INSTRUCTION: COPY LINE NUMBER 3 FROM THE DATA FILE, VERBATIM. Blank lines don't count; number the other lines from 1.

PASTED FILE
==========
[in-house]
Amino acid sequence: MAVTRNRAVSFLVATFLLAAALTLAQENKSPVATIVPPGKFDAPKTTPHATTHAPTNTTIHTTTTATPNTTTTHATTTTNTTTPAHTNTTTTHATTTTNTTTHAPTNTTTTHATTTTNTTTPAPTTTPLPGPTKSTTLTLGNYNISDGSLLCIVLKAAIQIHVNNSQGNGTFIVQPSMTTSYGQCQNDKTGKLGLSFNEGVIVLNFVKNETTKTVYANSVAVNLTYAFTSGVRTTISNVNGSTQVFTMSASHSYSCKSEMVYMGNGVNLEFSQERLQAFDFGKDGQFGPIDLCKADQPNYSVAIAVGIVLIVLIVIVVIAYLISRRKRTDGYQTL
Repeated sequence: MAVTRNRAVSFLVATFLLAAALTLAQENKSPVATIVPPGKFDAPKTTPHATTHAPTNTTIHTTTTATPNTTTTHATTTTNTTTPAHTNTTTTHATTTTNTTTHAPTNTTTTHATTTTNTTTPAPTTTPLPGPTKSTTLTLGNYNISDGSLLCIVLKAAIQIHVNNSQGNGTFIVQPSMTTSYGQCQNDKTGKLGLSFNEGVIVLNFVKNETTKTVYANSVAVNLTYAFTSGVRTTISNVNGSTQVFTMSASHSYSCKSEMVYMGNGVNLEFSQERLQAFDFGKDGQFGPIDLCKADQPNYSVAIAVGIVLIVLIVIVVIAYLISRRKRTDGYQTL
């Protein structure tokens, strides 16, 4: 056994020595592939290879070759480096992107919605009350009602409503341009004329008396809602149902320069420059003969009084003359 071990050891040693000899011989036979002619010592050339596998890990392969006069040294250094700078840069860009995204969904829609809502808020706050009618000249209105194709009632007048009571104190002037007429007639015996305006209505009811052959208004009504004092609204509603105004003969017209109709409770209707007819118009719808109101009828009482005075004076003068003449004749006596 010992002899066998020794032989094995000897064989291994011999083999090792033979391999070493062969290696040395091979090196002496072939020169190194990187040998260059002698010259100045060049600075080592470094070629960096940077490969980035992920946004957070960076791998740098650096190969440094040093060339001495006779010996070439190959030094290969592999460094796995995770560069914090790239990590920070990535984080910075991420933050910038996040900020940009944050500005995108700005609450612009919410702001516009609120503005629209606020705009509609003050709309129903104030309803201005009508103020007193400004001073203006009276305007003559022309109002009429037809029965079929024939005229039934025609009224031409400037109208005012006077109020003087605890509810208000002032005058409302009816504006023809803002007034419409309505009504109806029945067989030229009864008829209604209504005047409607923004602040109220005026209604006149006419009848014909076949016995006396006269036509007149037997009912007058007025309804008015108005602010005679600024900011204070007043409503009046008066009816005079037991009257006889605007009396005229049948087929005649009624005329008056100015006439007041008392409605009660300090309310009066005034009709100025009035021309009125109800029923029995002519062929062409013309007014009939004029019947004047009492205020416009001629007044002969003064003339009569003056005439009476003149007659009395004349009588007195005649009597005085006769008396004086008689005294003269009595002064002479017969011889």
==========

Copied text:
Repeated sequence: MAVTRNRAVSFLVATFLLAAALTLAQENKSPVATIVPPGKFDAPKTTPHATTHAPTNTTIHTTTTATPNTTTTHATTTTNTTTPAHTNTTTTHATTTTNTTTHAPTNTTTTHATTTTNTTTPAPTTTPLPGPTKSTTLTLGNYNISDGSLLCIVLKAAIQIHVNNSQGNGTFIVQPSMTTSYGQCQNDKTGKLGLSFNEGVIVLNFVKNETTKTVYANSVAVNLTYAFTSGVRTTISNVNGSTQVFTMSASHSYSCKSEMVYMGNGVNLEFSQERLQAFDFGKDGQFGPIDLCKADQPNYSVAIAVGIVLIVLIVIVVIAYLISRRKRTDGYQTL